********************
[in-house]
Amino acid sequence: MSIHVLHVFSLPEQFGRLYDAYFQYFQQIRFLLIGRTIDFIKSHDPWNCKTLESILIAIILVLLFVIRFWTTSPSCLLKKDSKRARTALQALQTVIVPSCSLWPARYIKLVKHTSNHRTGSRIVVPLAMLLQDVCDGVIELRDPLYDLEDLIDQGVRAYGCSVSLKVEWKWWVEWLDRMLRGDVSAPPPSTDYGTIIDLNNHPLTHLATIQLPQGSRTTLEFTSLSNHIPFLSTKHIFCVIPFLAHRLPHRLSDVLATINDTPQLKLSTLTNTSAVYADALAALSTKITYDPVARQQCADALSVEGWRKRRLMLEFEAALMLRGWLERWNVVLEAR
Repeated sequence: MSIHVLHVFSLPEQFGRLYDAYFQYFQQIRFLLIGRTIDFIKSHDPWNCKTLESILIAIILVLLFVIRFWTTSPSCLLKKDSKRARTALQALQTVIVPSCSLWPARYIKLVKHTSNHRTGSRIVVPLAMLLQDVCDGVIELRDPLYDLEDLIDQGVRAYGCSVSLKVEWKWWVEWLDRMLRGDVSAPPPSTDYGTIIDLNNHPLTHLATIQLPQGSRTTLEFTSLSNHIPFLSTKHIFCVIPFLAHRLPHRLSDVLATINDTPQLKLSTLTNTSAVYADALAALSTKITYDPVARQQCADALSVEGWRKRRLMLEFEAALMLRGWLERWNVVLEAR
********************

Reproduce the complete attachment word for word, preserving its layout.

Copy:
[in-house]
Amino acid sequence: MSIHVLHVFSLPEQFGRLYDAYFQYFQQIRFLLIGRTIDFIKSHDPWNCKTLESILIAIILVLLFVIRFWTTSPSCLLKKDSKRARTALQALQTVIVPSCSLWPARYIKLVKHTSNHRTGSRIVVPLAMLLQDVCDGVIELRDPLYDLEDLIDQGVRAYGCSVSLKVEWKWWVEWLDRMLRGDVSAPPPSTDYGTIIDLNNHPLTHLATIQLPQGSRTTLEFTSLSNHIPFLSTKHIFCVIPFLAHRLPHRLSDVLATINDTPQLKLSTLTNTSAVYADALAALSTKITYDPVARQQCADALSVEGWRKRRLMLEFEAALMLRGWLERWNVVLEAR
Repeated sequence: MSIHVLHVFSLPEQFGRLYDAYFQYFQQIRFLLIGRTIDFIKSHDPWNCKTLESILIAIILVLLFVIRFWTTSPSCLLKKDSKRARTALQALQTVIVPSCSLWPARYIKLVKHTSNHRTGSRIVVPLAMLLQDVCDGVIELRDPLYDLEDLIDQGVRAYGCSVSLKVEWKWWVEWLDRMLRGDVSAPPPSTDYGTIIDLNNHPLTHLATIQLPQGSRTTLEFTSLSNHIPFLSTKHIFCVIPFLAHRLPHRLSDVLATINDTPQLKLSTLTNTSAVYADALAALSTKITYDPVARQQCADALSVEGWRKRRLMLEFEAALMLRGWLERWNVVLEAR